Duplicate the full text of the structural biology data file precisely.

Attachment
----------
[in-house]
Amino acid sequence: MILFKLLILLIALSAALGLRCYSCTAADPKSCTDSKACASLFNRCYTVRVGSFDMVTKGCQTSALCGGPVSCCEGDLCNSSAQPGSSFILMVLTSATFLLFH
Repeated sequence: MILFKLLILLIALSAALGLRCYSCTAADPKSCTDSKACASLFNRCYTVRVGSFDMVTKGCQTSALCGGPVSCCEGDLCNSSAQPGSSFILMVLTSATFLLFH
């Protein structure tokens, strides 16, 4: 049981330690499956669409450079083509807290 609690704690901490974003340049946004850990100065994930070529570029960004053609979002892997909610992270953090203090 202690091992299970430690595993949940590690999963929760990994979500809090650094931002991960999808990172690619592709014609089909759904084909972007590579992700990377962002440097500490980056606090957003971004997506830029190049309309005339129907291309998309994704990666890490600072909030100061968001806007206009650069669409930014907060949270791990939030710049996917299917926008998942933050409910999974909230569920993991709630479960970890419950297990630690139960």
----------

[in-house]
Amino acid sequence: MILFKLLILLIALSAALGLRCYSCTAADPKSCTDSKACASLFNRCYTVRVGSFDMVTKGCQTSALCGGPVSCCEGDLCNSSAQPGSSFILMVLTSATFLLFH
Repeated sequence: MILFKLLILLIALSAALGLRCYSCTAADPKSCTDSKACASLFNRCYTVRVGSFDMVTKGCQTSALCGGPVSCCEGDLCNSSAQPGSSFILMVLTSATFLLFH
């Protein structure tokens, strides 16, 4: 049981330690499956669409450079083509807290 609690704690901490974003340049946004850990100065994930070529570029960004053609979002892997909610992270953090203090 202690091992299970430690595993949940590690999963929760990994979500809090650094931002991960999808990172690619592709014609089909759904084909972007590579992700990377962002440097500490980056606090957003971004997506830029190049309309005339129907291309998309994704990666890490600072909030100061968001806007206009650069669409930014907060949270791990939030710049996917299917926008998942933050409910999974909230569920993991709630479960970890419950297990630690139960």